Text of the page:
Despite the omnipresence of communist propaganda in everyday life, the processes of indoctrination that characterised Soviet society weren’t constantly overbearing. Pripyat seems to have been as vibrant and youthful a place to live and work as anywhere else in the world, in defiance to Western preconceptions about the standard of living in the Soviet Union. There’s evidence that the young population (averaging 26 years of age) might have enjoyed an epicurean lifestyle, with ample sports, culture and entertainment facilities. They even enjoyed disco nights, held at Energetik : One event was aptly named Edison-2, presumably after Thomas Edison, the great American inventor, and one of the fathers of electric power generation – so another definitive reference to energy. But also perhaps evocative of Soviet perceptions of frivolity and hedonism in the USA, especially the disco-fuelled, flamboyant New York scene of the 80s, whose glamour and glitter would have transcended the Iron Curtain at the time.
There’s irony in naming the discotheque of a Soviet town after an American inventor : it is the place where one can let their hair down, be a bit silly, naughty, over the top – and at least for a while, be not serious at all. But there’s also a sense of conformity with the overarching theme of energy in borrowing Edison’s name. Such “alternative” events would most certainly require the approval of the powers that be, and the fact that the Edison-2 disco was contained within the Palace of Culture is a great example of how the boundaries of external cultural influence might have been carefully managed by the state apparatus in early 80s Soviet Union. After all, it was a country already at the threshold of astonishing political and social transformation. Here’s a video documenting the crazy disco nights at Edison-2 :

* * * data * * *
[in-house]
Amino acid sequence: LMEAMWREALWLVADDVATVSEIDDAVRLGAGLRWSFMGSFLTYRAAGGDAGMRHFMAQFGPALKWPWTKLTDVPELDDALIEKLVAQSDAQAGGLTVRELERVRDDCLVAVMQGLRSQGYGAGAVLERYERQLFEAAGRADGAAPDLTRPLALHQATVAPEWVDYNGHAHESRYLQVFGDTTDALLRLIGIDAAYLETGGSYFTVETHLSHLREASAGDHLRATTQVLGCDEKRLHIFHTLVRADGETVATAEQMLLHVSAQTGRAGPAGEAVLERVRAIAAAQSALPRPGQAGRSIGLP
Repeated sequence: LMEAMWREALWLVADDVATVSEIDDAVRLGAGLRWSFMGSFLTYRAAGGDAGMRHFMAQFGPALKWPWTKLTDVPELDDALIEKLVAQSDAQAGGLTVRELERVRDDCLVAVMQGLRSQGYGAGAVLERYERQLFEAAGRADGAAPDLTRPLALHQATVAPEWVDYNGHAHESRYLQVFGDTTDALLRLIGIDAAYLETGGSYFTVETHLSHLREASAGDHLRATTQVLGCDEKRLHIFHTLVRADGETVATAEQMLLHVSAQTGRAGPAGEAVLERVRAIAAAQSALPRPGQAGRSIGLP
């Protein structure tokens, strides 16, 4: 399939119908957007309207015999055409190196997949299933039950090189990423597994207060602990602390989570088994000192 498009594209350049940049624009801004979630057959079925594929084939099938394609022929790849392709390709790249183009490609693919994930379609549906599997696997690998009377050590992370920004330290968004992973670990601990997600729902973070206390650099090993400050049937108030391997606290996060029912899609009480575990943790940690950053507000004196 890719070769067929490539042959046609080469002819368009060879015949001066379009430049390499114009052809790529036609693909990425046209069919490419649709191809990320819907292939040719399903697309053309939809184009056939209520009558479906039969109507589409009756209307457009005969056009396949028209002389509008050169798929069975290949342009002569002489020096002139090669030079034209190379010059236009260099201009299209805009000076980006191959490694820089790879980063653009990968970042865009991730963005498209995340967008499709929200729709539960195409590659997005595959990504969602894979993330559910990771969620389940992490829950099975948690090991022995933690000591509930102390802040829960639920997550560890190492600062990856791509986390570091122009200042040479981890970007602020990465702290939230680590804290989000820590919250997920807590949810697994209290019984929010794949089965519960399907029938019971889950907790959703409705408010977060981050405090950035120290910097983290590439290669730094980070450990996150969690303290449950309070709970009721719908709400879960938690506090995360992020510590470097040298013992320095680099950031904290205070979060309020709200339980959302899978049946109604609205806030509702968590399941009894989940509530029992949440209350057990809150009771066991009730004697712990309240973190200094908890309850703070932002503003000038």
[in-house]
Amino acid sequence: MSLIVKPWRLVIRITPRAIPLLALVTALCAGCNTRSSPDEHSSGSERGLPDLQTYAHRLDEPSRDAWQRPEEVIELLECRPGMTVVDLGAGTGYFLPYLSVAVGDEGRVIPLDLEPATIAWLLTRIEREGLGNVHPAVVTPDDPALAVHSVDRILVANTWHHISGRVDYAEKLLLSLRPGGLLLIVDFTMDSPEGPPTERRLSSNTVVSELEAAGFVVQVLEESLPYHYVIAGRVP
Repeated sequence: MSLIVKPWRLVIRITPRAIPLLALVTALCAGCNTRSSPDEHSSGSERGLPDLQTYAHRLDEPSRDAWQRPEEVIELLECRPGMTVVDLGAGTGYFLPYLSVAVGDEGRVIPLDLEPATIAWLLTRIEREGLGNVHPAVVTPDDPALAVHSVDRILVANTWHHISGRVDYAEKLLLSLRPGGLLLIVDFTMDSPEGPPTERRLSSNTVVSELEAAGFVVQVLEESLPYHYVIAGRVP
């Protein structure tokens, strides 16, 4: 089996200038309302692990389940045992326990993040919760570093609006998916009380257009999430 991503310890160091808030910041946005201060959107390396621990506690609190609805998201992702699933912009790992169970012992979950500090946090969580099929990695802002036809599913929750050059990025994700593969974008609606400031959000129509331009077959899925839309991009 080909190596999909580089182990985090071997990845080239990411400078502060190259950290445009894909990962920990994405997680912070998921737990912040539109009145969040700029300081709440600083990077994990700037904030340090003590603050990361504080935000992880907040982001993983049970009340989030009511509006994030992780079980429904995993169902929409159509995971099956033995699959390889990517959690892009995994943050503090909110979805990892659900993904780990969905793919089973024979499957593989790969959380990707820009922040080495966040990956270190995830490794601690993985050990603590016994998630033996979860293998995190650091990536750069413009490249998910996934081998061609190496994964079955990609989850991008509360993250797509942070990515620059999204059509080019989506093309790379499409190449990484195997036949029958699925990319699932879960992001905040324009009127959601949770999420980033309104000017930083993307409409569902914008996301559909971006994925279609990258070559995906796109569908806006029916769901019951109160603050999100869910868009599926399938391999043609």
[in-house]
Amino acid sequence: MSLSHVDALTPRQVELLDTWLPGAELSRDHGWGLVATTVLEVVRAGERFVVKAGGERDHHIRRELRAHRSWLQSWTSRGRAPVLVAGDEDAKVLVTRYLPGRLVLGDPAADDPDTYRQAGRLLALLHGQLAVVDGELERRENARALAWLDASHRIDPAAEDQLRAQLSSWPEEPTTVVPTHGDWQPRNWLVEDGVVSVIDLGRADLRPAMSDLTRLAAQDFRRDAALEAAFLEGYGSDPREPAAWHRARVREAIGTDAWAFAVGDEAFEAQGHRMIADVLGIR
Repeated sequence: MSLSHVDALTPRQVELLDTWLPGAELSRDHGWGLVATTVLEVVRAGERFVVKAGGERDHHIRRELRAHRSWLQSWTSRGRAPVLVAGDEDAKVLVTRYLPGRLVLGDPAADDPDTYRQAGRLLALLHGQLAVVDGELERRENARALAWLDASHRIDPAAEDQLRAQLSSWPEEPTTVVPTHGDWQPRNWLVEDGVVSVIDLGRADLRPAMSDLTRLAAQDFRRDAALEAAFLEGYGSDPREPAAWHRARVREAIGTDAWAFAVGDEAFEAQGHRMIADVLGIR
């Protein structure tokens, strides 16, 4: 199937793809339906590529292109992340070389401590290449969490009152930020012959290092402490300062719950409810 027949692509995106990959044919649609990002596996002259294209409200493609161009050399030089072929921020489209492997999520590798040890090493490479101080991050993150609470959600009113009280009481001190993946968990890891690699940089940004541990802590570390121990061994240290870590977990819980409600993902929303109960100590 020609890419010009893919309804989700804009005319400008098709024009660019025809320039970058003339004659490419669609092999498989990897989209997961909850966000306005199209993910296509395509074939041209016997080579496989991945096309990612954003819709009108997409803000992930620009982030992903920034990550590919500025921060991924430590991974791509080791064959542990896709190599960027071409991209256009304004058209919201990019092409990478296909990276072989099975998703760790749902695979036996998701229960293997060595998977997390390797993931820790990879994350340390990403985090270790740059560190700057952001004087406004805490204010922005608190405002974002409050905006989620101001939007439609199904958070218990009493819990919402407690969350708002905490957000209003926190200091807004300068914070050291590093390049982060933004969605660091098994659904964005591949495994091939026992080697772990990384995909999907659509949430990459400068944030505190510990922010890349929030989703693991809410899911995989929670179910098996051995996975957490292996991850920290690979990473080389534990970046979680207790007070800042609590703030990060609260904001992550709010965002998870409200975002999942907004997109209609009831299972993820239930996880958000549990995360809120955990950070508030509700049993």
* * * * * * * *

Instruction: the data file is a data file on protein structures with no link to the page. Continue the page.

Behind the Palace of Culture, one crosses the city’s iconic amusement park to reach Sportyvna Street, named after, well, sports. This is where the Avangard central stadium was located, home of the proud FC Stroitel Pripyat, the city’s football club. It literally translates to FC Builder Pripyat, following the convention of many Soviet sports clubs named after an occupation or a piece of machinery. Pripyat’s team competed in Kyiv’s local football league, facing teams named Dinamo, Refrigerator, Torpedo, Avtomobilist (driver), Metallurg (metallurgist) or Radist (Radio Operator). Many of these sports clubs would be established through professional associations – like those among comrades in the armed forces, or among co-workers in a mine or a factory. State-sponsored social organisations were widespread in the Soviet Union, and used to promote socialist cohesion. Indeed, many of these organisations would also have a sports branch, and it is known that many of FC Pripyat’s players had been workers at Chernobyl NPP – perhaps helping build the constantly expanding facilities of the Nuclear Power Plant. These organised social groups also served as a recruitment pool for Communist Party membership. Becoming a Party member was very far from a simple sign-up : it was instead the result of a rather rigorous selection process, and an achievement reserved for the very few who would demonstrate perfect ideological observance to Party standards, and sustain the close personal scrutiny required to make the mark.
We Could Be Heroes : infusing urban environments with Socialist ideology